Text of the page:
Boy's Life by Robert R. McCammon
The year is 1964. On a cold spring morning before the sun, Cory Mackenson is accompanying his father on his milk delivery route. Without warning a car appears in the road before them and plunges into a lake some say is bottomless. Cory's father makes a desperate attempt to save the driver, but instead comes face-to-face with a vision that will haunt and torment him: a dead man handcuffed to the steering wheel, naked and savagely beaten, a copper wire knotted around his neck. The lake's depths claim the car and the corpse, but the murderer's work is unfinished as, from that moment, both Cory and his father begin searching for the truth. The small town of Zephyr, Alabama, has been an idyllic home for Cory and his friends. But now, the murder of an unknown man who lies in the dark lake, his tortured soul crying out for justice, causes Cory's life to explode into a kaleidoscope of clues and deepening puzzles. His quest to understand the forces of good and evil at work in his hometown leads him through a maze of dangers and fascinations: the vicious Blaylock clan, who defend their nefarious backwoods trades with the barrels of their guns; a secret assembly of men united by racial hatred; a one-hundred-six-year-old black woman named the Lady who conjures snakes and hears voices of the dead; a reptilian thing that swims in the belly of a river; and a bicycle with a golden eye. As Cory searches for a killer, he learns more about the meaning of both life and death. A single green feather leads him deeper into the mystery, and soon he realizes not only his life, but the sanity of his father may hang in the balance.*
I have read this book many times. On my list of favorite books of all time, it is number 2 (after To Kill A Mockingbird). I have recommended it to many people and I have never had anyone tell me anything less than, "I loved it." It is a fantastic book written by an under-appreciated writer whose talent is equal to, if not rivals, that of Stephen King. (I got tired of King years ago) Unfortunately, McCammon isn't as prolific as King. Back in the early 90's, McCammon had some bad experiences with the publishing world and he dropped out. He has recently returned with a few books but I haven't read any of them yet. I don't think I need to read them to know that Boy's Life is his masterpiece. It's a magical book. Here's a sample.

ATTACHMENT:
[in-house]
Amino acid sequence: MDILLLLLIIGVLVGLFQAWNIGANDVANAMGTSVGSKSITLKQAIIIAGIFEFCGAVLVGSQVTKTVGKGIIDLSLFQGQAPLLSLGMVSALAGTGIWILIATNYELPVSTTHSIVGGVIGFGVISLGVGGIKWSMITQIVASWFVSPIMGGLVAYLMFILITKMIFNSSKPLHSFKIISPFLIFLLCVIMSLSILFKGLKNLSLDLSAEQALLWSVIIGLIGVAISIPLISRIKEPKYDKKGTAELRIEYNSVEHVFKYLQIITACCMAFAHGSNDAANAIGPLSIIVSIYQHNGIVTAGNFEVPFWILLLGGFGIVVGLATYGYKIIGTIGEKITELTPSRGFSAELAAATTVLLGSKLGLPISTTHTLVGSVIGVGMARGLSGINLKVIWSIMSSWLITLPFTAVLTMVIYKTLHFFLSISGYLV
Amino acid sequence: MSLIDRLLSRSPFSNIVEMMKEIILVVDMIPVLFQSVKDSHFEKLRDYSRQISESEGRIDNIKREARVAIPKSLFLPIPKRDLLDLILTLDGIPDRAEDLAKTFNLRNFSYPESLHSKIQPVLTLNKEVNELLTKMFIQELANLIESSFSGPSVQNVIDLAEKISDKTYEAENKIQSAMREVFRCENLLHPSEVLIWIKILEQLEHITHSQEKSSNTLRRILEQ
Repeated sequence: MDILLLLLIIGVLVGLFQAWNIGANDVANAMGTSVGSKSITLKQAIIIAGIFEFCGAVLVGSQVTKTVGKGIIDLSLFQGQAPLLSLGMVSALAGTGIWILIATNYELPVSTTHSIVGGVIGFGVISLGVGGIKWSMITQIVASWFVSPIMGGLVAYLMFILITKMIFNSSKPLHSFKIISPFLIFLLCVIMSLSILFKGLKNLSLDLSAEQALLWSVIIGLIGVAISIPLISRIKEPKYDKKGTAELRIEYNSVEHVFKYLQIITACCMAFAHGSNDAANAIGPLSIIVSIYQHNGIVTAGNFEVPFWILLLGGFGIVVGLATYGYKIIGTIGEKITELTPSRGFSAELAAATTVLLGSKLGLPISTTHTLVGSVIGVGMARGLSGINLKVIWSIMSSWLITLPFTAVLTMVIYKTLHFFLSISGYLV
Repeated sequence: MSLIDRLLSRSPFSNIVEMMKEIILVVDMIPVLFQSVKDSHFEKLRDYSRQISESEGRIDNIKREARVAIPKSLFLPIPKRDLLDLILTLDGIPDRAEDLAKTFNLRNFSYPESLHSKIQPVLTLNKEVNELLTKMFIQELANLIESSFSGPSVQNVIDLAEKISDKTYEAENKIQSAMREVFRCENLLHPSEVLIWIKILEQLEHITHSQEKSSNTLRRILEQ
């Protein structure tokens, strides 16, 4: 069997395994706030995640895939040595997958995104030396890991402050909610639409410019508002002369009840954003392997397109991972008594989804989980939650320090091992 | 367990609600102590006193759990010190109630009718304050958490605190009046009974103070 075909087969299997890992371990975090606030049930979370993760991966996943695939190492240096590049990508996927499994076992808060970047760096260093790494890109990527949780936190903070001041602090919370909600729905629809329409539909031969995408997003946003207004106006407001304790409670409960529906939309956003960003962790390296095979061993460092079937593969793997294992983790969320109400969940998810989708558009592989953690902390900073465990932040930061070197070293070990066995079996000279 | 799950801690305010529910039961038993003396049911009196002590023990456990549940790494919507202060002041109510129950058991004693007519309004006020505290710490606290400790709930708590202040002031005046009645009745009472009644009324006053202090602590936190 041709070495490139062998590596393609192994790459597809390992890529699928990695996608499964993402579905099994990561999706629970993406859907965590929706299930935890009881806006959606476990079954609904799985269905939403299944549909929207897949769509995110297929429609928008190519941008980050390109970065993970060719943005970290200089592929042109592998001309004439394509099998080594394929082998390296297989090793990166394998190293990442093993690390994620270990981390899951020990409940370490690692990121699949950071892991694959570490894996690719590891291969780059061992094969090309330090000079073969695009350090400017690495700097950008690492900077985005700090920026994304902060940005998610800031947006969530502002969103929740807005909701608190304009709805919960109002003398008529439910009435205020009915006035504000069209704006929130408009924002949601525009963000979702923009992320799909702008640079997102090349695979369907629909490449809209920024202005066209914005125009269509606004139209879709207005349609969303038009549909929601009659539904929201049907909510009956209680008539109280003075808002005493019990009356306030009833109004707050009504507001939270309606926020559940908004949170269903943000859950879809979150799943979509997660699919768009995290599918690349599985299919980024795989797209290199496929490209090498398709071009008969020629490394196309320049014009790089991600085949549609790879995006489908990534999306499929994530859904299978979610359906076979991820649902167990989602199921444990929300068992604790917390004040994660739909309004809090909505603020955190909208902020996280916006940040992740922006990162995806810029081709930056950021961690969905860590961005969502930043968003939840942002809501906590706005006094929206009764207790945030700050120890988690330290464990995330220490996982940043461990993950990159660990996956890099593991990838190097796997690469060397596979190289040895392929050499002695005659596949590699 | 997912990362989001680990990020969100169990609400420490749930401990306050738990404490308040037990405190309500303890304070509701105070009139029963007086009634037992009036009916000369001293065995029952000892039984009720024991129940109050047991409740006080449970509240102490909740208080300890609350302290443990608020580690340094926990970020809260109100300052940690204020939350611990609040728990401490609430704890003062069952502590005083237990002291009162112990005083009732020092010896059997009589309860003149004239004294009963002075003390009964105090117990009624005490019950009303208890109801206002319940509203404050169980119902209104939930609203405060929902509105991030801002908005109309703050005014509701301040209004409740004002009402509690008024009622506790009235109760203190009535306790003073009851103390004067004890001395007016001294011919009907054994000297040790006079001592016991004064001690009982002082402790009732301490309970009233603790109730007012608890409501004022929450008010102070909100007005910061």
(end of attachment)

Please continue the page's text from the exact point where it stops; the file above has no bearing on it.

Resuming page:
"Men and women are still children deep in their hearts. They still would like to jump and play, but that heavy clay (of time) won't let them. They'd like to shake off every chain the world's put on them, take off their watches and neckties and Sunday shoes and return naked to the swimming hole, if just for one day. They'd like to feel free, and know that there's a momma and daddy at home who'll take care of things and love them no matter what. Even behind the face of the meanest man in the world is a scared little boy trying to wedge himself into a corner where he can't be hurt."
Do yourself a favor and read it. My lowest expectation is that you won't regret it. My highest is that the book will take it's place in your list of favorites, just like it has in mine.
* From the book jacket